Domestic problems are a big part of the business, and botanicas peddle revenge hexes right along with upbeat chances for a bigger paycheck. To get back at your cheating spouse, some fortunetellers recommend burning a black candle. A more elaborate death ritual can cost upward of $3,000, although that practice is believed to be rare.
“They may say they are a healer, and usually what it really means is, ‘I am a counselor, a psychotherapist or a shoulder to cry on,’?” said Patrick A. Polk, lead author of Botanica Los Angeles.
“It is not uncommon [for fortunetellers] to say, ‘This person is trying to do something to you,’?” he said. “There is no question that people believe that folks can work magic that might have that outcome. If anything, it is more to do unto others as they would do unto you.”
Last month, for example, troubled 28-year-old fortuneteller Santiago Arellano decided to do unto another fortuneteller he was convinced had given bad advice to his wife. Police said Arellano torched a car and yard in South L.A. he believed the fortuneteller owned.
A week earlier, Arellano was believed to have shot at buildings he thought were used by fortunetellers. He was arrested on January 10 wearing a painter’s mask over his nose and mouth and carrying a rifle in the back seat of his car. Charged with arson and destruction of property, he is being held without bail at Twin Towers Correctional Facility.
GOMEZ, HER FRIEND GODINEZ has testified, was also a true believer. In the early hours of July 14, partying at Cabrillo Beach with Gomez, Godinez and Mendez, Norberto Castro took a beer from Gomez and drank it down. But, Godinez said, Gomez had tainted his beer with nail-polish remover and paint thinner, and Castro soon began to stagger.
Godinez said Castro was barely conscious when the girls drove back into the city, toward Silver Lake, where police said the girl he loved bashed his head in with a rock.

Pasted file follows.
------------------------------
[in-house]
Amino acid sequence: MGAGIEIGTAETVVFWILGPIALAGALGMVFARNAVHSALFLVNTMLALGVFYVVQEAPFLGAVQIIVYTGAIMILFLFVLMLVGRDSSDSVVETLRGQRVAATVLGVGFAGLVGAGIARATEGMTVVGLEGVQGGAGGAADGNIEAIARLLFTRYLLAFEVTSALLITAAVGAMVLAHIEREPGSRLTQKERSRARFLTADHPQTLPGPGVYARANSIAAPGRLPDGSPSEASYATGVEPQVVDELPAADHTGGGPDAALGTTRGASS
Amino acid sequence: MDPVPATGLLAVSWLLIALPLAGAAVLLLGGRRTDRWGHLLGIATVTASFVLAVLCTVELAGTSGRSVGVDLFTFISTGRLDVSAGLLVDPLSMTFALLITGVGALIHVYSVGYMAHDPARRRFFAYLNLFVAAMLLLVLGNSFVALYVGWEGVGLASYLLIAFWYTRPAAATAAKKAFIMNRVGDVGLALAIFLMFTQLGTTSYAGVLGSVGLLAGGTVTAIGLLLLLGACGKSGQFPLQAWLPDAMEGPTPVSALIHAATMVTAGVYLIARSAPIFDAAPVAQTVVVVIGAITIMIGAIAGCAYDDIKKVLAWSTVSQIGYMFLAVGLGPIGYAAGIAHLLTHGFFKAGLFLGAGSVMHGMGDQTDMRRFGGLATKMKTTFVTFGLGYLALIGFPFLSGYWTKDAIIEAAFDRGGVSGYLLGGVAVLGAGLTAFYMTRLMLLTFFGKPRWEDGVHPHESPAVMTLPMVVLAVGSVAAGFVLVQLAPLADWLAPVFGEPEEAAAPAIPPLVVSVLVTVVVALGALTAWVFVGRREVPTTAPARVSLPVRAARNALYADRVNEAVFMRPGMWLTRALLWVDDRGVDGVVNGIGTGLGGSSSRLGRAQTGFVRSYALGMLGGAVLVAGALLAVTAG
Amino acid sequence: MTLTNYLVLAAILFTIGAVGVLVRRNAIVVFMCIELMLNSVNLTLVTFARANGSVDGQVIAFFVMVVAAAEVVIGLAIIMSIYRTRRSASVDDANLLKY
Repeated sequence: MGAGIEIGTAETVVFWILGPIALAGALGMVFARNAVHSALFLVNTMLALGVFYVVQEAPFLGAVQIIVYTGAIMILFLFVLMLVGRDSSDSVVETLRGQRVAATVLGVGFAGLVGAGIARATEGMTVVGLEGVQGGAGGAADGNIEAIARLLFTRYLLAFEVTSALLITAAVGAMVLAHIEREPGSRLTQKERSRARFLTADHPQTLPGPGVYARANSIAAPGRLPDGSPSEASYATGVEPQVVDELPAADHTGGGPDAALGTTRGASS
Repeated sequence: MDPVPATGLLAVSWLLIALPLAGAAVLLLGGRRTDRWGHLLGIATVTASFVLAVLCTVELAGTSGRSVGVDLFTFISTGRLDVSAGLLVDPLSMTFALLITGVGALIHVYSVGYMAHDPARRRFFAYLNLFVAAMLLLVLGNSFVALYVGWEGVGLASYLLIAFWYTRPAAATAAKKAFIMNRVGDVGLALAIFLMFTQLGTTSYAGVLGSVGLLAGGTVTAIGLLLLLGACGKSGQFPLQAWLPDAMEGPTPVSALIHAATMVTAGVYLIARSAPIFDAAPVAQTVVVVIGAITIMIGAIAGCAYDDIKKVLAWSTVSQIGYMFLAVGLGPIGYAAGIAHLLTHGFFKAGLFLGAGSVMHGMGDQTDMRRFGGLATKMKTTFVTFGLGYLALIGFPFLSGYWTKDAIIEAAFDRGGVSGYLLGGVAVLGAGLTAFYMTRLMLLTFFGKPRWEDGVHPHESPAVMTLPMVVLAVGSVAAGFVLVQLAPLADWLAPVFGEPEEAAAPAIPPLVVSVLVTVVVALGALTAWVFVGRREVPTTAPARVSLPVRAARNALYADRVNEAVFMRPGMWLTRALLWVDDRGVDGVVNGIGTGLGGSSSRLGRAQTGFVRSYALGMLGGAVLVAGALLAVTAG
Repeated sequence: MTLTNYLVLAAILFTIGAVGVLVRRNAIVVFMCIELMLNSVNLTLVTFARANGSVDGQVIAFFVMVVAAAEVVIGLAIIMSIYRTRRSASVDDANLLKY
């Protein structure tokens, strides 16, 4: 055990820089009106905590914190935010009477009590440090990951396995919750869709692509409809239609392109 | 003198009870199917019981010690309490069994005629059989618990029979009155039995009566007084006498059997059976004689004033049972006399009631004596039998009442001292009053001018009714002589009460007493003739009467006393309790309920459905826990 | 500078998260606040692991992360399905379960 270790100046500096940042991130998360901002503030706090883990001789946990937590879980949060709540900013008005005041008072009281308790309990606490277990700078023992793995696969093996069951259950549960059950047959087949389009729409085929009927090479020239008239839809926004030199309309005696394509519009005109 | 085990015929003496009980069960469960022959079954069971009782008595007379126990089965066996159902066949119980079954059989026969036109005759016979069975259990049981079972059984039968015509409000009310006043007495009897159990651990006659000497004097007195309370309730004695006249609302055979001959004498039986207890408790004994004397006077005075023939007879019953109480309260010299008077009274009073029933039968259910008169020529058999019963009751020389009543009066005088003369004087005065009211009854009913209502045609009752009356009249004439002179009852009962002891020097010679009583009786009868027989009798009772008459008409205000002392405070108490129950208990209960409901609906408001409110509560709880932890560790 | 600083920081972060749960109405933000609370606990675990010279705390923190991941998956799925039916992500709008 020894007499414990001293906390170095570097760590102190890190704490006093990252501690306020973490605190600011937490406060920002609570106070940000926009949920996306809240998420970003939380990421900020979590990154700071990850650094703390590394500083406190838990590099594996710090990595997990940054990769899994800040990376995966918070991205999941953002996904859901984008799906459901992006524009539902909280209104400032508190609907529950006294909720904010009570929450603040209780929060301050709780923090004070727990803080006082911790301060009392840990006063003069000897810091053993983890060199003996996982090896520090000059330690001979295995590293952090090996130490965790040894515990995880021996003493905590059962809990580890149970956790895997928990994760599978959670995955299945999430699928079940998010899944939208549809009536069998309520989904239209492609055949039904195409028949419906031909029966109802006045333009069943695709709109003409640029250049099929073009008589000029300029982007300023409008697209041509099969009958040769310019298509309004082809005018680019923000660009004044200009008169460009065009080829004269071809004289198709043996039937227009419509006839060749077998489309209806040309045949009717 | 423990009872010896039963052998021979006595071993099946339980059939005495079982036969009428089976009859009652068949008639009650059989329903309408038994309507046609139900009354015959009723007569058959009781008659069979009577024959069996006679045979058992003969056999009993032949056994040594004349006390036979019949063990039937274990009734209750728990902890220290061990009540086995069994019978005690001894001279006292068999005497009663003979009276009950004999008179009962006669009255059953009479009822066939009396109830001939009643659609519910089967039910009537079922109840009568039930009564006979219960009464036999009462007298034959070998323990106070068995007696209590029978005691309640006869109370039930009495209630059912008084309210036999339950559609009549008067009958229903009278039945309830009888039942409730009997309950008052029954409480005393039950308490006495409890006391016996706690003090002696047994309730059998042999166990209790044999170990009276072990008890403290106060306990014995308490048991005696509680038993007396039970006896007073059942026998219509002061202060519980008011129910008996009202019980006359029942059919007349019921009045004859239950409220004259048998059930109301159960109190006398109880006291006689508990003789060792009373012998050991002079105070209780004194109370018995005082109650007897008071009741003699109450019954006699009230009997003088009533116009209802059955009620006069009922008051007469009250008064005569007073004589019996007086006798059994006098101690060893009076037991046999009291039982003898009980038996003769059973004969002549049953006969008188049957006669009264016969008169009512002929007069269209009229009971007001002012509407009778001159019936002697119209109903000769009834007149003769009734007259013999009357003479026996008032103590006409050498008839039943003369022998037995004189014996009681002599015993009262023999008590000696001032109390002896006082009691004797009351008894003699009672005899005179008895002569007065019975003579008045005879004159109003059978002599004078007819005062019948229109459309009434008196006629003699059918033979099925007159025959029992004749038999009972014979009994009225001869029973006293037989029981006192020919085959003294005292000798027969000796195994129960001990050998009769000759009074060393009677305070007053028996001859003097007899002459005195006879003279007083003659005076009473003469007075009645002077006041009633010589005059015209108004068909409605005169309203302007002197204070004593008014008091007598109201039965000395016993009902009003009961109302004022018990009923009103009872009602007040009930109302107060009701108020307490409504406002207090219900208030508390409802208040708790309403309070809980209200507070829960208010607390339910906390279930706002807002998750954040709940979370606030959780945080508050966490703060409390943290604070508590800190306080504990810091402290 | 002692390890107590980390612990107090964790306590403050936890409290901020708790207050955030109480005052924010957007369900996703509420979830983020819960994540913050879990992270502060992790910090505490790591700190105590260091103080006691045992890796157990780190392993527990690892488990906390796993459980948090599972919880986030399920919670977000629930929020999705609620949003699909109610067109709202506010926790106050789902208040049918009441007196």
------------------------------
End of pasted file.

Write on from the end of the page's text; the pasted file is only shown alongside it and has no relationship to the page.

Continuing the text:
As they drove, Godinez said, Gomez struck Castro, saying, “?‘This is for what you did to me, and this is for cursing my little daughter’ .?.?. And she would spit in his face, and she would say, ‘You’re nasty’ and ‘I hate you’ and this and that .?.?.”
Godinez claims she became a target herself when Mendez placed a shoestring around her neck and threatened her with a gun. “[Mendez] put it around my neck,” she said. “She was just like, ‘Drive or else you and him are going to die.’ I was paranoid. I was scared. I was crying. I couldn’t even drive. The car was going side to side.”
Near Dodger Stadium, Godinez said she was ordered to drive along surface streets until they arrived at Allesandro Street, where she pulled in behind a white truck. She refused to help with the semiconscious Castro, and ran away to hide. Cowering in nearby bushes, she saw Castro struggling. “He was saying, ‘No, no,’ but he — he wanted to say something else like ‘stop,’ you know, like, ‘Don’t hit me,’?” she said.
As he struggled, one of the women screamed — perhaps the noise that woke up the homeowner on Allesandro Street.
“Oh, I thought he was dead. He’s still alive,” testified Godinez. But Gomez and Mendez found two large rocks and “just threw it on his head,” then fled without the car, she said. Godinez, paralyzed with fear, hid for an hour then called her mother.
With fingerprint evidence placing Gomez inside the bloodied Jetta, she was arrested during a six-hour stakeout on a South L.A. street two days after Godinez told police her harrowing story. Mendez eluded the law for five more months, and was picked up by the LAPD’s fugitive task force on February 23, 2006, visiting a friend in South L.A. The trial of the two women is set for some time this month.
CASTRO’S L.A. ROOMMATE and friend during better days in Mexico, Torres was shocked to hear what had happened to the snow-cone man. As she sat on a blue couch in the apartment she once shared with Castro, she remembered him as a good soul.
She dismissed Gomez’s bizarre claim that Castro tried to put a spell on her, or somehow caused her to be in a car accident. She said Castro didn’t involve himself in superstitious beliefs, and never went to a botanica.
He was just a man trying to carve out a life in L.A. with his son — and succeeding.
“He was a nice person,” said Torres as she shook her head sadly. “I miss him.”